If you don’t believe me, then here’s a modern day example.  In the news story, notice that Amazon tracked the bad reviews from one link that was posted in Reddit….and boy did they act!

Time stamp? Yup.

High percentage of certain type of review from a link? Yup

Chance that link is producing biased reviews? Yup

…I rest my case.

But It Gets Worse…

Amazon’s terms and conditions do not state anywhere specifically that creating links like this is prohibited.  However, they do state MULTIPLE times that any “intent” on manipulating their metrics will be dealt with.

So, keep that in mind as you read the following:

NOTE: This is where I start to connect the dots seeing that lots of people have commented losing legit reviews and a high percentage of those reviews being linked to these type of links.

As we authors know, Amazon has been on a witch-hunt to remove biased reviews.  Currently, they use an automatic system that scrubs their database of books looking for violations – the rules at this point are convoluted and are difficult to fully understand.

However, what we do know is that Amazon’s criteria for review removal isn’t consistent.  I believe this is because their automatic system calculates the potential of biased review based on certain factors – remember, automatic means automated, which means non-human.

So, using certain factors, Amazon decides the probability that a review is biased and should be removed.

Keep that in mind as we discuss how Amazon Super URL’s play into this.

Seeing that you created a link, used a keyword in order to potentially game their algo system, and a high percentage of those who use that link ultimately leave a review, Amazon’s automated system probably sees the connection and combined with other factors, initiates the auto-removal of the review.

Again, this is just another factor that raises Amazon’s review removal response. That’s why not all reviews are removed, and why there is inconsistency across the board.

This Amazon Marketing 'Hack' Is Silently Killing Your Books #BookMarketClick To Tweet

Again, the above is my belief based on the following criteria:

  • Amazon’s review removals are inconsistent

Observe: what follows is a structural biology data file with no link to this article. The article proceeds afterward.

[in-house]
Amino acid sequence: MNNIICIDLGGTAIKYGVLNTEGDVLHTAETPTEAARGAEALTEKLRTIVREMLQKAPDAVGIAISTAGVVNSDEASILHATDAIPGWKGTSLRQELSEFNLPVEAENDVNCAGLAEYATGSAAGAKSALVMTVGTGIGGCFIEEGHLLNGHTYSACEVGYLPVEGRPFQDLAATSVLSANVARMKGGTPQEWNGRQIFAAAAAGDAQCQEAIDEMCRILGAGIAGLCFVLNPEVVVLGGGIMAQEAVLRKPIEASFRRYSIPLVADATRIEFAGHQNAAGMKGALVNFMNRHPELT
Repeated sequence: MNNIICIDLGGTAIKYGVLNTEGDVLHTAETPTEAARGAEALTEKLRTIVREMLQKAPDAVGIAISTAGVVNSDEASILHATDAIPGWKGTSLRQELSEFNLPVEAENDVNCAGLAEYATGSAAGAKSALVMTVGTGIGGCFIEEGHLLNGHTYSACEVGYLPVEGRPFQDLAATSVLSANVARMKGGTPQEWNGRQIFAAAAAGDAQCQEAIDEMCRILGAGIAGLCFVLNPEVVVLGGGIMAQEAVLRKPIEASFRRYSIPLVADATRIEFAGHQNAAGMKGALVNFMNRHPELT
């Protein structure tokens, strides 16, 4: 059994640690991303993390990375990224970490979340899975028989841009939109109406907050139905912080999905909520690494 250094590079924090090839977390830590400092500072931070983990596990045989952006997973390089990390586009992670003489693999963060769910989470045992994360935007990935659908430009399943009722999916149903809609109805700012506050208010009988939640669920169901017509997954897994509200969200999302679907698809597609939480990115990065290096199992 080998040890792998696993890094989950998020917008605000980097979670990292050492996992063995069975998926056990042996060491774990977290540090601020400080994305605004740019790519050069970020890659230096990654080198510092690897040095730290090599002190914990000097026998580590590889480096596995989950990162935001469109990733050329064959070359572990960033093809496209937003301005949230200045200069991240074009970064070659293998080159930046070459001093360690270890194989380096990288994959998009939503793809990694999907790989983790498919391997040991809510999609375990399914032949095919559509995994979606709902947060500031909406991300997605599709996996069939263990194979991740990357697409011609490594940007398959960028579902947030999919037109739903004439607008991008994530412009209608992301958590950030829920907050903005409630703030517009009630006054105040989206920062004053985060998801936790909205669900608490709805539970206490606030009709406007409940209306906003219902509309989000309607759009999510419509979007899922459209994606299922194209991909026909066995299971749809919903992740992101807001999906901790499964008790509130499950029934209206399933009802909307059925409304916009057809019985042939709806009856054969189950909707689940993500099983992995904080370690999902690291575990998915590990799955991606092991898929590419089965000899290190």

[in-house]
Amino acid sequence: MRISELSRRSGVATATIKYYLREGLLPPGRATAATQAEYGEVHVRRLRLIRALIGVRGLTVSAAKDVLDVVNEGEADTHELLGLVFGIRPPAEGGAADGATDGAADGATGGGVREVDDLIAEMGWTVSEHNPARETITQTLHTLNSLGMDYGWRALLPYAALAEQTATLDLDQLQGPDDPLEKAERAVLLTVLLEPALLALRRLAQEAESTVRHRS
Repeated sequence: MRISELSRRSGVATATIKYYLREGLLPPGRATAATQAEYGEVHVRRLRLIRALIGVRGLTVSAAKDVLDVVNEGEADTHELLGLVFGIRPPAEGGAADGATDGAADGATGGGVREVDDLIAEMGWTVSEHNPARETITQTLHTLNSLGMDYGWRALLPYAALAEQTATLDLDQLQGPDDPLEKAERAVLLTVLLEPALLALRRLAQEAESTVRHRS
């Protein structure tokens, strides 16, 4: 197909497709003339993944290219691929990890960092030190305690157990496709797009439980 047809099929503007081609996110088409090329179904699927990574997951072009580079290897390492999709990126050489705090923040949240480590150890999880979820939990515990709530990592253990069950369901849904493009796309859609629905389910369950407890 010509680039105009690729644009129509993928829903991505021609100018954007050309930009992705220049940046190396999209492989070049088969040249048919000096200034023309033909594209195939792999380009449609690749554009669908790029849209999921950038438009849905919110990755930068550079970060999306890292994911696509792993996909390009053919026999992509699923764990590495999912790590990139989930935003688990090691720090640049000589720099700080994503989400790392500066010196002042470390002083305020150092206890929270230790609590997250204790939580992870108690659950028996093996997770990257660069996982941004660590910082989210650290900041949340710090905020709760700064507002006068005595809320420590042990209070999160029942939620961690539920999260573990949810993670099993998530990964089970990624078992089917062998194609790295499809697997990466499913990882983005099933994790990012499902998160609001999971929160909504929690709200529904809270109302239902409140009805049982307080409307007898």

• Working with other authors, I've seen a high number of reviews from Super URLs removed
  • It is against Amazon’s policy of intent

The best and safest link to send to your raving fans is what I call the base URL.  This is the Amazon link up to the 10 digit ASIN number.  See below:

Amazon-Link-Base-URL

Use this or an Amazon Associate link (see below for why this is safe) when sending your fans to buy your book.

Amazon Associate Is Safe

Amazon associate is a program in Amazon where you can create a link, and if someone clicks on it, you earn a percentage of any sale on Amazon within 24 hours.

So, wouldn’t a link you create through this program also be flagged and marked for the reasons discussed above?

Great point.  But there are four parts to Amazon Associate that keep us safe and are therefore okay to use – and why I continue to use them myself:

  1. There are no Keyword Tagging, time tags, or checksums inside of an Amazon Associate link – therefore, there is no “intent” to game the system nor does it affect their algo rankings.
  2. Amazon actually encourages the use of Amazon Associate links to point to your own book – therefore, they basically say these links are a-okay.
  3. As someone who loves using Amazon Associate links to point to his books, I’ve never seen any adverse effects of using them.
  4. When you sign up for an Amazon Associate account, you sign terms and user agreements, making yourself an official Amazon affiliate.  You’ve – supposedly – read and understand their rules.

Need Help with Your Keywords?

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Conclusion